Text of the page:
We see Emeka change from the awkward, studious boy with the thickest igbo accent to a smooth talking lothario in one semester. Even James was powerless to stop the change, Emeka even gets a girlfriend and starts skipping class.

The relationship between Emeka and Sandra (Sandy) waxes stronger and stronger and she even visits him in his cousin’s house where his cousin- Collins puts the moves on her. He’s a final year law student while Sandy is a first year student like Emeka/Black Diamond but she’s studying political science.

Emeka comes to visit Collins unannounced and meets his babe coming out of Collins bedroom with a towel tied around her chest. Emeka was holding the knife that he used to peel the oranges he saw in the living room and he stabbed Collins in the scuffle that erupted when he saw his babe.
Collins dies on the spot and trust babes, Sandy scurried away.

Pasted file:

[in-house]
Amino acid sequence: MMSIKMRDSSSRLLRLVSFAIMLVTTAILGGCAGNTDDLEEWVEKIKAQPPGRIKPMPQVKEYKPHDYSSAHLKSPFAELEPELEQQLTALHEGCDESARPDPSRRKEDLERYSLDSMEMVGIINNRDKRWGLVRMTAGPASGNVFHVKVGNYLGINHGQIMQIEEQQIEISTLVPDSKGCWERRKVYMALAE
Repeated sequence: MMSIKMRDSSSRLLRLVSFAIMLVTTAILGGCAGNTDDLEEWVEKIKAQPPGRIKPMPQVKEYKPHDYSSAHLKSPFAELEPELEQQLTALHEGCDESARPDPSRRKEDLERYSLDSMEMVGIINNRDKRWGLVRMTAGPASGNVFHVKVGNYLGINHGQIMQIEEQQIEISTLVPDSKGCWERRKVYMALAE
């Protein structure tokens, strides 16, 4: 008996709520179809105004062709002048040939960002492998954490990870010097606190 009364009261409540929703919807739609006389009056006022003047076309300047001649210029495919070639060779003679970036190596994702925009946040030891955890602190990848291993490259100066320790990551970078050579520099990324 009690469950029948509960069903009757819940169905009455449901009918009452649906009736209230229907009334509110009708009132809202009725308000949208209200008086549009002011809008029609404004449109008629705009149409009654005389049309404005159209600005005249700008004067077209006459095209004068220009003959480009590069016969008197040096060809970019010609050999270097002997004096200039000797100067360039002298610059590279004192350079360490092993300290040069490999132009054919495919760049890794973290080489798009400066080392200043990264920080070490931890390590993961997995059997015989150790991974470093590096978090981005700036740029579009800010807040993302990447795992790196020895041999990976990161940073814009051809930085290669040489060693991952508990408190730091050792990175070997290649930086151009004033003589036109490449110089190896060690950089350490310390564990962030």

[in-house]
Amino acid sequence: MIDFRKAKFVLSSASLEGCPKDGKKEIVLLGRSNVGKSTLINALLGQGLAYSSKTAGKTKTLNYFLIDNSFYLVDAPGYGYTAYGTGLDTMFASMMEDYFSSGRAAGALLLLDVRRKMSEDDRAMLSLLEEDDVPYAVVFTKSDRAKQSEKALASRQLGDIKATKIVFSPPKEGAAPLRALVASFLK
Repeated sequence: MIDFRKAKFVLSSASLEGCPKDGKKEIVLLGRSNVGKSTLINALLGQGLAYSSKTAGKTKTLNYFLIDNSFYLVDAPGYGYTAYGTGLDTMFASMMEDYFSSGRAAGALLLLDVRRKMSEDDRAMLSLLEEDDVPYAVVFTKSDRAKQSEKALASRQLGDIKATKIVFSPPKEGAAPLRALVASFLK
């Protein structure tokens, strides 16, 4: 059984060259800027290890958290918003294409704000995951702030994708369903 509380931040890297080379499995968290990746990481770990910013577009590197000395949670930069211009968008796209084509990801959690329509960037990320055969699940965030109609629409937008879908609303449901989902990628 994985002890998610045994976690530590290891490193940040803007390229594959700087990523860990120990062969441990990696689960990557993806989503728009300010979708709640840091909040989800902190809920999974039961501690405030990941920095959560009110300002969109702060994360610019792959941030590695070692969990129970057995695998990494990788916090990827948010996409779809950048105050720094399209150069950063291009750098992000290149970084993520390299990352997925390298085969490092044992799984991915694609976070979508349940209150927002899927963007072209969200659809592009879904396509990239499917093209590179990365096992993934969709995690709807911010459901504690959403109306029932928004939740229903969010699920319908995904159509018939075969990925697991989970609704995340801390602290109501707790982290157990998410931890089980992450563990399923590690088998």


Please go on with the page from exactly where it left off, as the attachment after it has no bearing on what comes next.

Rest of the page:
James walks into the house, sizes up the situation and takes the knife. He tells Emeka he’ll take the blame for the murder but Emeka is in too much shock to process the situation. Unfortunately his uncle and aunt- Collins parents and the same uncle who refused to help when Emeka gained admission walk into the house too. His uncle calls the police and the two boys are arrested.
The DPO calls James’s father to influence his release but his father tells him to let the case go to court.

They are arraigned in court for the murder of Collins and the counsels present their cases brilliantly and Collin’s father was called as the prosecution witness and he testifies that it was James he heard saying “I did it”.